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Old 07-25-2007, 10:38 PM
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Default Multiple electric motors in tandem

Was just thinking about this... I've heard certain cars have put a motor on each wheel, which seems like an engineering headache to me, but has anyone linked multiple motors up in tandem for a single very high-torque output? I would think that if you could rig it up reliably that pumped into a high gear ratio you could achieve some very high speeds as well as a solid low-end. Links? Info?
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Old 07-26-2007, 07:43 AM
Snax Snax is offline
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Search the EVDL. Oh I kill me . .

Seriously, yes. I don't have links readily available, but there are a few cars on the austinev site. I think most people who do this use a Zilla controller with series-parallel current path switching.

I forget where I saw it, but I've also seen a parallel motor drive setup into a single transmission vs. the in-line arrangement I refer to above.
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Old 07-26-2007, 12:13 PM
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So far I've been unable to locate this in the EVDL or on austinev...
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Old 07-27-2007, 09:13 AM
DaElectric DaElectric is offline
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Default You mean something like this??



Or better yet this.



You can read all about this car here.
http://www.plasmaboyracing.com/reviews.php
Not work safe as you will spend all day going ever every detail and wont get any work done.
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Old 07-27-2007, 09:52 AM
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Yeah like that! Has anyone done more than 2? Maybe chain linked or something?
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Old 07-27-2007, 11:47 AM
Wirecutter Wirecutter is offline
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If you check MetricMind's website (www.metricmind.com), they sell the Brusa ASM810 motor I mentioned before. This is a 3PAC motor, and it's made flat on each end. It's designed to be "stackable" with itself, so for more power, you can add additional motors. (And of course, a pile of money.) I think the armature shaft is at least partially hollow, so you can wind up with several motors all driving the same shaft.

The Brusa is just one example, but I'm sure any motor maker can come up with a configuration that allows motor stacking this way.

The problem I have with the idea of wheel-hub motors is the large amount of unsprung weight. If you're going to go with a motor per wheel in a normal passenger vehicle, it would be better to have the motors inboard, in the chassis, then have drive shafts and CV joints going to the wheel. This is for handling and ride quality.

-Mark
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Old 07-27-2007, 05:13 PM
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That thought occurred to me as well Robert, but I have yet to see it done. It sounds to me like a viable solution to overcoming the lack of torque inherent with smaller motors if one wants to go with a direct drive setup through a gear reduction differential.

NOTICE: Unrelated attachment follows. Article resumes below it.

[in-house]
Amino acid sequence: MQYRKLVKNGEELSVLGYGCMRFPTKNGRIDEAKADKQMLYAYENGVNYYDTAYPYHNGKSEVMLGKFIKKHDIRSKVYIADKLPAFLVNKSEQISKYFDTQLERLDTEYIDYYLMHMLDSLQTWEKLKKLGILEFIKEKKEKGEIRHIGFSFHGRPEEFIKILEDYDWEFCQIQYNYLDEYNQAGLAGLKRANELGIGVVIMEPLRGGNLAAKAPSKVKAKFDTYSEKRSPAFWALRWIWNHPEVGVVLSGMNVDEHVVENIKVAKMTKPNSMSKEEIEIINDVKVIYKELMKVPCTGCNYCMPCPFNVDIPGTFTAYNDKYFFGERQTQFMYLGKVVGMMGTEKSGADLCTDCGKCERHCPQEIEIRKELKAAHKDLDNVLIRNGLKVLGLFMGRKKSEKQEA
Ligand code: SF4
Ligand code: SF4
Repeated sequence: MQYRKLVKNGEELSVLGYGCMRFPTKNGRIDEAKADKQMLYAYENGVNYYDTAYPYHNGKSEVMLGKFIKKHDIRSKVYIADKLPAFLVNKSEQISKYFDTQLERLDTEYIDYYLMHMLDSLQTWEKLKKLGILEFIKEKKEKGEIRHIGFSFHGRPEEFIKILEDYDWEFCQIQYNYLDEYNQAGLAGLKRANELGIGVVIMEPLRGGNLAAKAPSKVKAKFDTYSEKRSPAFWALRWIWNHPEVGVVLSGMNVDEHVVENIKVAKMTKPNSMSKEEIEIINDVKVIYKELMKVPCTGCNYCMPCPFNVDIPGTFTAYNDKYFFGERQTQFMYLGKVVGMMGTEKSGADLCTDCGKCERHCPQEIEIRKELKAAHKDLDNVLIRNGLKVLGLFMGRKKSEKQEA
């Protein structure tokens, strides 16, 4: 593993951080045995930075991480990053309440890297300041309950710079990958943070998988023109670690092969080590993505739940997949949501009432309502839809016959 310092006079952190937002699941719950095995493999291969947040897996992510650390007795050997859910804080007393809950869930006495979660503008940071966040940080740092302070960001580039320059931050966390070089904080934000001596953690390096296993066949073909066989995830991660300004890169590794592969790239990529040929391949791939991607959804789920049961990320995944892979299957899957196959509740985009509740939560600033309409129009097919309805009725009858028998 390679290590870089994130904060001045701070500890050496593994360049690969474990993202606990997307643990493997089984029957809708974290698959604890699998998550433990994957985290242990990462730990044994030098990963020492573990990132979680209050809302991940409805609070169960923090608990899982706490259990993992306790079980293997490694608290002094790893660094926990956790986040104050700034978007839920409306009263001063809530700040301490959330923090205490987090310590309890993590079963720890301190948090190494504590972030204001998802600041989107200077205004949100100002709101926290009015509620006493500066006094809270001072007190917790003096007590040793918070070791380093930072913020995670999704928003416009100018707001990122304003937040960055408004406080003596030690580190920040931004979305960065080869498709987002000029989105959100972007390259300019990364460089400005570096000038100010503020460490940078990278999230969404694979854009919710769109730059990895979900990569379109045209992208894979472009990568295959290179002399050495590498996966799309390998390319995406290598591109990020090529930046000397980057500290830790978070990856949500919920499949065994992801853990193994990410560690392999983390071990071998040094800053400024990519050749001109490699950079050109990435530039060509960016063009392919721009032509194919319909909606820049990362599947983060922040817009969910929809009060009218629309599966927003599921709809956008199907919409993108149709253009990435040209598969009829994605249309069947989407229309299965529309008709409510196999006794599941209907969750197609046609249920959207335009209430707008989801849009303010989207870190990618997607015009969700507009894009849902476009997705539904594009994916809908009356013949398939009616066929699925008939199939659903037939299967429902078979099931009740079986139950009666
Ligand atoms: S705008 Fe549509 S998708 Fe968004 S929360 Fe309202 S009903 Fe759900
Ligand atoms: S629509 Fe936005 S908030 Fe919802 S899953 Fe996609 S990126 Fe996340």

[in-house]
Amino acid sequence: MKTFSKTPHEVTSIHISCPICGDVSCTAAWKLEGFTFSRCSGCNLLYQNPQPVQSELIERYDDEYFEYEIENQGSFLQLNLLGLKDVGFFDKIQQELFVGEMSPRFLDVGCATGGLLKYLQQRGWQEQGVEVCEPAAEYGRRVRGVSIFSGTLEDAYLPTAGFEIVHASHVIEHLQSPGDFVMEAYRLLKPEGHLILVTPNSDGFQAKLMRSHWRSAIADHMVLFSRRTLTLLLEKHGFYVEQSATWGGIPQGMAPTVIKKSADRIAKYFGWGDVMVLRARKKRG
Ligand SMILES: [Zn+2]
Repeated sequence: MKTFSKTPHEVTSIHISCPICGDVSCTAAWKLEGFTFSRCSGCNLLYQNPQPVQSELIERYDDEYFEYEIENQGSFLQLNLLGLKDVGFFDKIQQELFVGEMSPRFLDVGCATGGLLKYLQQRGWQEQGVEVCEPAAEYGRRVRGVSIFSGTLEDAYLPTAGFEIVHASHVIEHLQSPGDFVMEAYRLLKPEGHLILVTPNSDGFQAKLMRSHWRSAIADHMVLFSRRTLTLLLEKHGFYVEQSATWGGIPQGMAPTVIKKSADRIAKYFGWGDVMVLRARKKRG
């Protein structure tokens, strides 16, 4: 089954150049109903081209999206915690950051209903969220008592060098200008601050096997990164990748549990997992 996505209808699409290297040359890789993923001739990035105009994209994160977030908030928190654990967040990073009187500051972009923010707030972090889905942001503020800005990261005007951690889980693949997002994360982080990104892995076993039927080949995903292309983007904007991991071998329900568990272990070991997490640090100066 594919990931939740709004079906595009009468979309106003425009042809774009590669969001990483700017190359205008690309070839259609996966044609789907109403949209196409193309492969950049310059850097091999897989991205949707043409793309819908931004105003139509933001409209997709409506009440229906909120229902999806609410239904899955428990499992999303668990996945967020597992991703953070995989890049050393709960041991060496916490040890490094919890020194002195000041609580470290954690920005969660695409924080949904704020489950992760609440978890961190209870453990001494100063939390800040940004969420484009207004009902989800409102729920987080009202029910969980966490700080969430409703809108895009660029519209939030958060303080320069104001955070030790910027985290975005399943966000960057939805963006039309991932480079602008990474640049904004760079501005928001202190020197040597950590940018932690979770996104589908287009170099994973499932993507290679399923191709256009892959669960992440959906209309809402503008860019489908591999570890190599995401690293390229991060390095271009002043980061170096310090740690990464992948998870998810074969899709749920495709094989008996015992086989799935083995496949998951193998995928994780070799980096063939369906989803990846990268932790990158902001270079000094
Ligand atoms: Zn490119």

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Old 07-30-2007, 01:46 AM
amidesign amidesign is offline
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If you want simply connect the shaft of twoo DC motors is to connect together in serie and double the voltage needed.





Last edited by amidesign; 07-30-2007 at 02:04 AM. Reason: add a drowing
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Old 07-30-2007, 07:40 AM
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I guarantee you a belt would slip with high-power motors. You'd need a very heavy chain or even a geared setup. What I think would work well is a triangle of motors each with a small gear (maybe 15 teeth) attached to the output shaft, then a large gear in the center of the 3 with an output shaft in the center where the power of all 3 is transferred. I'd draw that up but don't have the time right now.

Side note - I forgot how the motors respond to series vs parallel wiring. I know it has something to do with the weakest one and balancing output but unbalanced draw.
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Old 07-30-2007, 09:30 AM
amidesign amidesign is offline
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You have right idea for the belt, is not a great idea, gears are better.
If you connect the shaft of two motors. It is obvious they are connected in series. Like this the same current pass through the two motor and theirs torque are equal. If you connect in parallel, the difference between internal resistances generates waste. One motor wants to run faster than the other and the other brakes the first.





I spend a little time to draw the twoo schematics for serie or parallel wiring of twoo DC motors.
I hope have time one day to explain the benefit of serie connection for connected safts.

Serie - parallel wirring of DCs motors.




Her you are:
The math show that in serie n the speed of shaft is capable to be the same for the twoo shafts without wast.
In parallel mode n1 is not equal to n2 then it work not at the optimum.


Maths to present the adventage of serie wiring for connected shafts.

Last edited by amidesign; 08-21-2007 at 02:09 AM. Reason: Complémentary maths.
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